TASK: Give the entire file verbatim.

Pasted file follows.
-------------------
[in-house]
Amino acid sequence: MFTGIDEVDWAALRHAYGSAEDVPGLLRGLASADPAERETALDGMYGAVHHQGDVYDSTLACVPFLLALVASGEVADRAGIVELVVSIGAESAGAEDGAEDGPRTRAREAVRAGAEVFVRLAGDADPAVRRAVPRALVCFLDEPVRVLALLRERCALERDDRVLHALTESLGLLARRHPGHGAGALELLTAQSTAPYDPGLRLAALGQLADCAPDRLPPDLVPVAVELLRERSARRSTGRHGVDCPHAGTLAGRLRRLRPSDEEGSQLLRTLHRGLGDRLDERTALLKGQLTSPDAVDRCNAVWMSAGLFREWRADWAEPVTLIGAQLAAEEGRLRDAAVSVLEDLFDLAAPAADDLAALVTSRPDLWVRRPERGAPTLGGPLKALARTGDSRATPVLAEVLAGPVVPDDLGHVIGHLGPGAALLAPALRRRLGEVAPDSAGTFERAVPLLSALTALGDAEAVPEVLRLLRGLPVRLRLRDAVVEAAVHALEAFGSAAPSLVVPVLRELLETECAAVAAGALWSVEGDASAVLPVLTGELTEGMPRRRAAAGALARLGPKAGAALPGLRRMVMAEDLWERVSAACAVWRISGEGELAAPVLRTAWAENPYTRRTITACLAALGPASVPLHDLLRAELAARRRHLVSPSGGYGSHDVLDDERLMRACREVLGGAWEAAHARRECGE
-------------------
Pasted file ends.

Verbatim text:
[in-house]
Amino acid sequence: MFTGIDEVDWAALRHAYGSAEDVPGLLRGLASADPAERETALDGMYGAVHHQGDVYDSTLACVPFLLALVASGEVADRAGIVELVVSIGAESAGAEDGAEDGPRTRAREAVRAGAEVFVRLAGDADPAVRRAVPRALVCFLDEPVRVLALLRERCALERDDRVLHALTESLGLLARRHPGHGAGALELLTAQSTAPYDPGLRLAALGQLADCAPDRLPPDLVPVAVELLRERSARRSTGRHGVDCPHAGTLAGRLRRLRPSDEEGSQLLRTLHRGLGDRLDERTALLKGQLTSPDAVDRCNAVWMSAGLFREWRADWAEPVTLIGAQLAAEEGRLRDAAVSVLEDLFDLAAPAADDLAALVTSRPDLWVRRPERGAPTLGGPLKALARTGDSRATPVLAEVLAGPVVPDDLGHVIGHLGPGAALLAPALRRRLGEVAPDSAGTFERAVPLLSALTALGDAEAVPEVLRLLRGLPVRLRLRDAVVEAAVHALEAFGSAAPSLVVPVLRELLETECAAVAAGALWSVEGDASAVLPVLTGELTEGMPRRRAAAGALARLGPKAGAALPGLRRMVMAEDLWERVSAACAVWRISGEGELAAPVLRTAWAENPYTRRTITACLAALGPASVPLHDLLRAELAARRRHLVSPSGGYGSHDVLDDERLMRACREVLGGAWEAAHARRECGE